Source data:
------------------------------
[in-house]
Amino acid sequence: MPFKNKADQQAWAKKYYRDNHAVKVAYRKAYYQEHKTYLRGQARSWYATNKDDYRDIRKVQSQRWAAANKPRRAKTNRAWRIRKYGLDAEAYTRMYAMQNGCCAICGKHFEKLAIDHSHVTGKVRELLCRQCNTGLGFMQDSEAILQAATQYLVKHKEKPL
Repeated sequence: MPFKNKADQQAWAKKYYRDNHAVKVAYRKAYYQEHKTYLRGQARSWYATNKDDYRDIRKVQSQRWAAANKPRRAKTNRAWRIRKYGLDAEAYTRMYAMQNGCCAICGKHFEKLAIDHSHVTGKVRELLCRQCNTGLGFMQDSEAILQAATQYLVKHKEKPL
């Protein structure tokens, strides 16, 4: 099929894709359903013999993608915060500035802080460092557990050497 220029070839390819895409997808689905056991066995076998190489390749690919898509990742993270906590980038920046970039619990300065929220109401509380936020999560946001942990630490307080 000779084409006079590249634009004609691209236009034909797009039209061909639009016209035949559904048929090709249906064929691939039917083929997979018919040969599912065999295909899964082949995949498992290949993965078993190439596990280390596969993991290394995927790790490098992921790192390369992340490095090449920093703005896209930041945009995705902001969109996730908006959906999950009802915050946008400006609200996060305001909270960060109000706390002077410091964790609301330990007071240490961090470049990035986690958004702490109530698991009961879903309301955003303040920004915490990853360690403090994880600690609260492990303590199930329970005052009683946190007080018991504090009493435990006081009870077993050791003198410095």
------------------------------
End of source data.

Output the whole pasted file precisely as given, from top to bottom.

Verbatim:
[in-house]
Amino acid sequence: MPFKNKADQQAWAKKYYRDNHAVKVAYRKAYYQEHKTYLRGQARSWYATNKDDYRDIRKVQSQRWAAANKPRRAKTNRAWRIRKYGLDAEAYTRMYAMQNGCCAICGKHFEKLAIDHSHVTGKVRELLCRQCNTGLGFMQDSEAILQAATQYLVKHKEKPL
Repeated sequence: MPFKNKADQQAWAKKYYRDNHAVKVAYRKAYYQEHKTYLRGQARSWYATNKDDYRDIRKVQSQRWAAANKPRRAKTNRAWRIRKYGLDAEAYTRMYAMQNGCCAICGKHFEKLAIDHSHVTGKVRELLCRQCNTGLGFMQDSEAILQAATQYLVKHKEKPL
């Protein structure tokens, strides 16, 4: 099929894709359903013999993608915060500035802080460092557990050497 220029070839390819895409997808689905056991066995076998190489390749690919898509990742993270906590980038920046970039619990300065929220109401509380936020999560946001942990630490307080 000779084409006079590249634009004609691209236009034909797009039209061909639009016209035949559904048929090709249906064929691939039917083929997979018919040969599912065999295909899964082949995949498992290949993965078993190439596990280390596969993991290394995927790790490098992921790192390369992340490095090449920093703005896209930041945009995705902001969109996730908006959906999950009802915050946008400006609200996060305001909270960060109000706390002077410091964790609301330990007071240490961090470049990035986690958004702490109530698991009961879903309301955003303040920004915490990853360690403090994880600690609260492990303590199930329970005052009683946190007080018991504090009493435990006081009870077993050791003198410095």